Researchers at the University of Texas Southwestern Medical Center, Dallas, have found that multiple, distinct compartments of fat in the face age at different rates. Their study is published in the June issue of Plastic and Reconstructive Surgery.

“For hundreds of years, everyone has believed that the fat on the face is one confluent mass, which eventually gets weighed down by gravity, creating sagging skin,” says Joel Pessa, MD, assistant professor of plastic surgery and the study’s lead author. “In our studies, however, we were surprised to find that this is not the case; the face is made up of individual fat compartments that gain and lose fat at different times and different rates as we age.”

In the study, different types of dye injected into the facial cavities of 30 cadavers. The results of the study found that rather than rather than permeating the entire face, the dye stayed in separate areas, demonstrating that individual facial compartments have boundaries between them that act like fences. These fences, which seem to be composed of fibrous tissue, allow the face to maintain its blood supply should it become injured.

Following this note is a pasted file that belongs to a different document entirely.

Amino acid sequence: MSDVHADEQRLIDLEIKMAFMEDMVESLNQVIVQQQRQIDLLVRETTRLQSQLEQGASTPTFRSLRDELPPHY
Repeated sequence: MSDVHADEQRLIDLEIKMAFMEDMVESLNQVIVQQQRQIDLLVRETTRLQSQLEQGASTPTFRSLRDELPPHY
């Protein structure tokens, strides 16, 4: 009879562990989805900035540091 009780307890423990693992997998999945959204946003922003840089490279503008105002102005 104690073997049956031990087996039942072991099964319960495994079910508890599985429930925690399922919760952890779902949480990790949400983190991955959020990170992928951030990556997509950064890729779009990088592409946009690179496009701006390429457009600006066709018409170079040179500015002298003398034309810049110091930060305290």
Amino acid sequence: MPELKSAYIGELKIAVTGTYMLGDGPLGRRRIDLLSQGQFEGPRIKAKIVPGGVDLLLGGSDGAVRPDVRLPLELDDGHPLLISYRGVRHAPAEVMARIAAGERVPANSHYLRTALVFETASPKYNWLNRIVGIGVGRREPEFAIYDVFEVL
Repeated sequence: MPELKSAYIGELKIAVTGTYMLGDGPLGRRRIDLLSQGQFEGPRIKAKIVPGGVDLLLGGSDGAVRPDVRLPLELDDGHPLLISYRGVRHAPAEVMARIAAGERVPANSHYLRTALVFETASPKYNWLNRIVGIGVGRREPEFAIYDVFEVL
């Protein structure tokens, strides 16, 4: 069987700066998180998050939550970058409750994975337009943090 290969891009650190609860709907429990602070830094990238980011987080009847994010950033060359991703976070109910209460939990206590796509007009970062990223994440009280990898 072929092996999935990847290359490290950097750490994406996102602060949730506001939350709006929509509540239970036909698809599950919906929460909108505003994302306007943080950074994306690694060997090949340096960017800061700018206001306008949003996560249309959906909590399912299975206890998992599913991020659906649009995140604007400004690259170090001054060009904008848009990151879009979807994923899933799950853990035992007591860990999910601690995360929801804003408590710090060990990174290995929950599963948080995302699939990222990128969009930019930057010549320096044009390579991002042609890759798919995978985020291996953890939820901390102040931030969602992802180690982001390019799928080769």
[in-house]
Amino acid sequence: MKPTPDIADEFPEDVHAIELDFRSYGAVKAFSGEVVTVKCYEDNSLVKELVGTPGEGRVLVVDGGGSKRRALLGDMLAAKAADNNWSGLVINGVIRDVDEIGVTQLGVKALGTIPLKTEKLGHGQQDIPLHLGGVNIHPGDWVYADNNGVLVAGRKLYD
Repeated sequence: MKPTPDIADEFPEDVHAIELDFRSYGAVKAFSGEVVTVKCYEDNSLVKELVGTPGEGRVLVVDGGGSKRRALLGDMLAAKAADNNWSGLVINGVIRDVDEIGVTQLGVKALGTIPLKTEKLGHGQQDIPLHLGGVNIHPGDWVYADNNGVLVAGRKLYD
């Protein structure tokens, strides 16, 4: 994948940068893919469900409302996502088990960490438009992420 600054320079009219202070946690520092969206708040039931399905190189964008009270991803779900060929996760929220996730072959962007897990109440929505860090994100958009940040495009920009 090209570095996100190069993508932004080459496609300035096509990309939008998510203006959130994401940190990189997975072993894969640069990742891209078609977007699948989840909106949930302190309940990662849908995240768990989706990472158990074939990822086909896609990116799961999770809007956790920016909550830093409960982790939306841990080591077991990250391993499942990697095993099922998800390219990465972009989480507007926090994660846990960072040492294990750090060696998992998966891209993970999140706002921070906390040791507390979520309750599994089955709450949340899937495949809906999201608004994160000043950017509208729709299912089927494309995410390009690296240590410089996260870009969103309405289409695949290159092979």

The results also found that as contour changes occur between these regions, aging—sagging, hollowed skin or wrinkles—become visible.

“This breakthrough could have tremendous implications in helping plastic surgeons target facial ‘trouble’ areas and use injectible fillers to add volume to individual sections of the face. It could also aid in developing new and improved cosmetic and reconstructive surgery techniques,” Rohrich says. 

[Medical News Today; August 9]